If you watch shows devoted to home buying and remodeling, you know that wood floors are a very hot commodity. In fact, real estate experts at Zillow place wood floors as the fourth most important thing buyers desire when shopping for a new home. Scott McGillivray, host of Income Property, moves hardwood floors up to the number 1 gotta-have-it position, noting that because of their popularity, wood floors are also one of the top renovations likely to produce good returns on initial investments.
There are many reasons behind the popularity: Unlike carpeting, which is perceived as a catchall for germs, dirt, and pet hair, wood floors are seen as clean (or easy to clean, refinish, or paint) surfaces. Since many have been around for centuries, wood floors hold the promise of longevity and contribute a sense of warmth and timelessness to old and new interiors. They are naturally beautiful and, when handled with care, stand up to high-traffic households.
Whether you're looking for hardwood, pine, engineered wood, or reclaimed wood flooring, you will find a wealth of options available at varying price points. But be sure to do your homework before buying. Wood floors are a big investment of money and time. Uninstalled solid hardwood flooring ranges from around $3 to $10 plus per square foot; uninstalled engineered wood floors commonly range in price from about $2 to $6 a square foot.
Flooring showrooms and home improvement centers stock a wide selection of solid and engineered wood floors suited to installation by DIYers and construction professionals.
Solid wood flooring is crafted from boards created from strips of wood cut from a harvested tree. They stand up to time and traffic and look better as they age. Ranging in width from 2-1/4 inches to 5 inches, solid wood floors are available in nearly a dozen wood types in as many finishes. They can be sanded and refinished, are sold prefinished or unfinished, and because they are adversely affected by humidity, are best for spaces above ground level. Solid wood floors should be installed over a wood subfloor, but they can be installed atop concrete with proper preparation.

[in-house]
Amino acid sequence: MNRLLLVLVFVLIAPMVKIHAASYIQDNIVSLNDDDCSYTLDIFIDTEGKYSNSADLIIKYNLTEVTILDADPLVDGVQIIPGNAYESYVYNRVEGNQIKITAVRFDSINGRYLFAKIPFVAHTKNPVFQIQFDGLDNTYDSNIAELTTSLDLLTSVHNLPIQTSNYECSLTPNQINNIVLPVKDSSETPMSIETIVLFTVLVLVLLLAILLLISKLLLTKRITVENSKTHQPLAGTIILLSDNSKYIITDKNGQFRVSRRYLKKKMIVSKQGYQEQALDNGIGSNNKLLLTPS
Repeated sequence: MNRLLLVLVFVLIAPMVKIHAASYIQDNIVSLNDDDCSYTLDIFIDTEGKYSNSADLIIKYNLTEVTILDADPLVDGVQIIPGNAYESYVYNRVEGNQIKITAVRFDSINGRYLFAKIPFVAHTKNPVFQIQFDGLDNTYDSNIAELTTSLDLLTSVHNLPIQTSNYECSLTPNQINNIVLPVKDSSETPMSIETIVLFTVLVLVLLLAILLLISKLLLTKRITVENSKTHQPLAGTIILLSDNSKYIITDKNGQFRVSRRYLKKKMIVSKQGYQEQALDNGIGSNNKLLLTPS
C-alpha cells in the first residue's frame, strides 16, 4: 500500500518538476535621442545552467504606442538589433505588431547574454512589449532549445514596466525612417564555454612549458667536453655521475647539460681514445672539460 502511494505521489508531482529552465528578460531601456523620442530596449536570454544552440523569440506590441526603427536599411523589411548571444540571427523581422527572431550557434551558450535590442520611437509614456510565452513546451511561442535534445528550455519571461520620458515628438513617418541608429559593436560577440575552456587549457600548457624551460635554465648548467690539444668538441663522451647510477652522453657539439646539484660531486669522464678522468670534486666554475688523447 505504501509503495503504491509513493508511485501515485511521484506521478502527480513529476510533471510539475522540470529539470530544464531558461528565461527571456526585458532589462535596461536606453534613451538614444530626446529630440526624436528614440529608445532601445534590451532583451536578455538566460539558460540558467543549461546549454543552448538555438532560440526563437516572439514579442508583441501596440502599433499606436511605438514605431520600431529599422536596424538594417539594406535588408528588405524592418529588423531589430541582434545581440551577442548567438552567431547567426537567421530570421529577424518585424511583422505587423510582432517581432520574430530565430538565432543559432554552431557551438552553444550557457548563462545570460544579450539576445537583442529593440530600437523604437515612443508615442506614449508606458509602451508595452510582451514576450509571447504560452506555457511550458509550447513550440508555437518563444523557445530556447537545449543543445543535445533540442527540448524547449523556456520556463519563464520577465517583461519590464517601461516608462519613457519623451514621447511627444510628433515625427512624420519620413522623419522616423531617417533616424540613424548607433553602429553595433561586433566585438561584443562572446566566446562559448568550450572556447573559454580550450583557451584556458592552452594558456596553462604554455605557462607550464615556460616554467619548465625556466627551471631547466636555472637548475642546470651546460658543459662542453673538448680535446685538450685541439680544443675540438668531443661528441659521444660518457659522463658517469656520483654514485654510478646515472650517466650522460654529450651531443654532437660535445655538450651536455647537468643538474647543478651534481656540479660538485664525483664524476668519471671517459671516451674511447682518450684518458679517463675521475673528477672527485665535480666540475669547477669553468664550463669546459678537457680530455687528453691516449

Engineered hardwood floors are constructed of several thin layers of wood that are fused together in cross-ply fashion, which alternates layer placement to ensure the surface doesn't change with expansion and contraction. More affordable than solid wood, engineered wood floors also offer a wider selection of wood types and integrated finishes. Because they are resistant to humidity, they can be installed on all levels of a home and over most surfaces. Some engineered floors are available as click systems: boards are clicked together to create a floating floor that requires no nails, staples, or adhesive.
Bamboo flooring and cork flooring also fall into the wood flooring category. Bamboo, which is crafted from quick-growing and easily replenished bamboo stalks, supplies the makings for durable, low-maintenance, eco-friendly flooring. Cork is a highly renewable resource that is harvested from a cork tree's bark -- no trees are cut down to create the flooring. The material is valued for its sound-absorbing, cushioning, and moisture-resistant properties.